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Thursday, November 17, 2011

Rewards and Incentives

What is Reward?

The term reward is defined as “something that increases the frequency of an employee action“. That is assuming that it guaranteed a positive reinforcement to the employees that will make them acts as desired by the organizations goals and objectives. To achieve desired goals, reward systems should be closely aligned to organizational strategies. Sharing on the idea of most business experts that “the only way employees will fulfill your dream is to share in the dream”. This can be done when the employees and employer are committed to fulfill one dream and that is to make the organization to develop.

Critics on reward system contend that rewards succeed at securing one thing only and that is temporary compliance. Further, it does not create an enduring commitment to any value or actions. It does not motivate, they punished; they rupture relationships, they ignore reasons, they discourage risk taking, they even undermine interests. The more desirable the reward the more demoralizing it is to miss out.

What is Incentives?

Incentive is a positive motivational influence that can sometimes be equated or synonymously called as bonus: which is an additional payment (or other remuneration) to employees as a means of increasing output
Incentive Pay Systems

Incentive pay systems include incentive plans that provide financial or non-financial rewards to employees who make substantial contributions to organizational effectiveness. Some plans tie rewards to the output of individual employees, others reward the productivity of groups but, still others are based on the overall profitability of the organization.

Purpose of Incentives

Incentive pay systems are designed to encourage employees to achieve specific organizational goals, such as increasing profits, lowering costs, raising productivity, improving product quality. Some organizations have two or more incentive plans operating simultaneously, such as an individual bonus scheme plus an organization-wide-profit-sharing plan

Types of Incentive Plans

1. Individual incentive plans
2. Group incentive plans
3. Productivity gain sharing plans
4. Profit-sharing plans

These types of Incentive Plans are all variable pay in which it is a compensation, other than base wages or salaries, in which payment fluctuates according to some standard.  However just to give distinction merit pay is not variable in the sense that merit increases are simply added to an employee’s base pay and remain a permanent part of the person’s regular compensation. Individual Incentive Plans are reward systems tied to the performance of individual employees that takes into several forms, depending on the category of workers for which they are designed.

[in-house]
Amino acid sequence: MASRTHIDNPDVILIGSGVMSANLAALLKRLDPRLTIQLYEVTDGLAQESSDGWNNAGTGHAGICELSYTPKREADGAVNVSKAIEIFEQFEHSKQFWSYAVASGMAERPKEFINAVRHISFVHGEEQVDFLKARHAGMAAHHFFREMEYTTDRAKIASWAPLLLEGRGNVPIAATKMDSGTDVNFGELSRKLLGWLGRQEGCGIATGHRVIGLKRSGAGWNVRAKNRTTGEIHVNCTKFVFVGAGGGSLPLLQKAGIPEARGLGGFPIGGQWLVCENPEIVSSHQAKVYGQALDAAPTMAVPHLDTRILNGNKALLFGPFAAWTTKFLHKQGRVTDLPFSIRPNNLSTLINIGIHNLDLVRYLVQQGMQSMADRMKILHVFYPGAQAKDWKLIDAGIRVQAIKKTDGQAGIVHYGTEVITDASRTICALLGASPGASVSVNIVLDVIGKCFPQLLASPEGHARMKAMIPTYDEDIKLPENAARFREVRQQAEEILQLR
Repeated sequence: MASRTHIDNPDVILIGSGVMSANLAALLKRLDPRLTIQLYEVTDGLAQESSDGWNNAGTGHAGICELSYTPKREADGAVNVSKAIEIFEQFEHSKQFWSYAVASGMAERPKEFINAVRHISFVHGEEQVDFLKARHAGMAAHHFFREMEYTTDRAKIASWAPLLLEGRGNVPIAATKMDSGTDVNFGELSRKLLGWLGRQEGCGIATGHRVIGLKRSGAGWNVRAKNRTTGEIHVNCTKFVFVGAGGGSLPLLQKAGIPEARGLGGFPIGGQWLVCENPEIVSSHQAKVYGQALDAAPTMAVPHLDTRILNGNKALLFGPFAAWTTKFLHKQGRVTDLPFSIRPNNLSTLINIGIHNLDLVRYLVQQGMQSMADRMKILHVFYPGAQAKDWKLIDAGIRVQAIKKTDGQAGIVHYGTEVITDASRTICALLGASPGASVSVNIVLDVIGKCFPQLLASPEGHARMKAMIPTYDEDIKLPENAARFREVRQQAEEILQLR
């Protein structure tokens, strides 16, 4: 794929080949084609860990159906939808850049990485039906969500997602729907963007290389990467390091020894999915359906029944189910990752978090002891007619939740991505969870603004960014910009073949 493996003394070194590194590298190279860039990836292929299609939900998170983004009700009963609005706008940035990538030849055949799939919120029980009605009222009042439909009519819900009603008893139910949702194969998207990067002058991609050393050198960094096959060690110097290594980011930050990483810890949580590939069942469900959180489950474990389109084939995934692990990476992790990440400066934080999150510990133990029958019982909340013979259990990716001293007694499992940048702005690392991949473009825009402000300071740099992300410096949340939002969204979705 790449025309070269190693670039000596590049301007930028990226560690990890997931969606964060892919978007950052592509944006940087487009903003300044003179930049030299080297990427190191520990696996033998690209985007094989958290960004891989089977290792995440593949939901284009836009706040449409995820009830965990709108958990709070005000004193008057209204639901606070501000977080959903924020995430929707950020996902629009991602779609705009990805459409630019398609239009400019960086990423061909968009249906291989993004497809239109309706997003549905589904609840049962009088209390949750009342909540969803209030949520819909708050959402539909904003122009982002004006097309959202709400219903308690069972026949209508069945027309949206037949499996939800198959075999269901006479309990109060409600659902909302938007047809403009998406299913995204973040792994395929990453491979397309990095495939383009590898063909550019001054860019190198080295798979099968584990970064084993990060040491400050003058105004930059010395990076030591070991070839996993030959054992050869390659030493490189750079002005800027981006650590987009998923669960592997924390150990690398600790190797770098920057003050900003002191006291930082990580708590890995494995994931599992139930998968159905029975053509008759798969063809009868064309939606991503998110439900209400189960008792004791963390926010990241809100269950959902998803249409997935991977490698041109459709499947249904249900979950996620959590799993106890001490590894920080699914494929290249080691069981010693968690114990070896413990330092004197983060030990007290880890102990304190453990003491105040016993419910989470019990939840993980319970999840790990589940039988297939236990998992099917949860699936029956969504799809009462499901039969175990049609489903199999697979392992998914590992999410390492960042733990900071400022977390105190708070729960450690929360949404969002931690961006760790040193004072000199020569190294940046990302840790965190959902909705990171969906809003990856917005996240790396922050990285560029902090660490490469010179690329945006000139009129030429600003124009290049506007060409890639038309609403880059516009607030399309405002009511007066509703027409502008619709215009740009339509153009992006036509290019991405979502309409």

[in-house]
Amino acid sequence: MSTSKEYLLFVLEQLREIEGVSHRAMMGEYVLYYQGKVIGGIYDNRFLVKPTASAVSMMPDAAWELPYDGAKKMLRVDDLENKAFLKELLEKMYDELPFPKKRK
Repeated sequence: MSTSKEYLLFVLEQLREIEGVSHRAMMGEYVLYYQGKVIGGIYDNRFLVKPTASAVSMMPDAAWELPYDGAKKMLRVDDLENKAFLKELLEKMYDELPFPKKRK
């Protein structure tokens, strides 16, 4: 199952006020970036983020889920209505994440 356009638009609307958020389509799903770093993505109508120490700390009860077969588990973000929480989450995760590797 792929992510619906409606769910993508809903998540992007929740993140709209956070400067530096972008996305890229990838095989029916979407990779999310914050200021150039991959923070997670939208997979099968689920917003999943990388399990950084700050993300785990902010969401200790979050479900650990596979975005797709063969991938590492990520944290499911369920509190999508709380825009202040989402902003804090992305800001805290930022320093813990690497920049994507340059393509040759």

Incentives for Production Workers

Individual incentive plans for production workers typically offer additional financial compensation to those employees who produce work over and above a specified quantity and/or quality. This type of incentive plan when properly designed, it can contribute to organizational efficiency by raising worker productivity and lowering the production cost of each unit. Such plans are intended to assist in increasing efficiency, however, not to accomplish it alone.  In manufacturing, for example, incentive plans are often designed in conjunction with acceptable changes in work methods to sustain efficiencies gained through time-and-motion studies or through work simplification.  In other words, some job-design strategies can be used to organize tasks more efficiently or to simplify them, and the incentive system is designed to motivate the worker to use the more efficient methods.

Piece-rate plan (or piecework plan)

This type of plan gives compensation to employees based on the number of units produced.  In most piece-rate plans, the worker is guaranteed a base rate, or minimum hourly wage that assumes a certain rate of production, and is paid extra for production above that rate. One form of this type is the straight piece-rate plans, in which the worker is paid an additional set amount for each unit produced above the standard.  Another form is differential piece-rate plans, in which the worker who exceeds standard production is compensated at a higher rate for all work than workers who satisfy only the minimum standard. For either type of plan, base rates are often determined through job evaluation and wage surveys, whereas production standards are frequently established by time-and-motion studies.

Production-Bonus Incentive Systems

In this type of incentive system the workers who surpass minimum production standards are given a bonus payment based on cost savings associated with higher productivity. One form of this incentive system is called, standard-hour plan, under which there is called “standard time” for completing a particular job or task is established. The worker is paid the standard rate even when he or she completes the job in less than standard time. For example, if the standard time for a particular job is nine hours, and an employee completes it in six hours, the employee’s earnings are still nine times the hourly rate.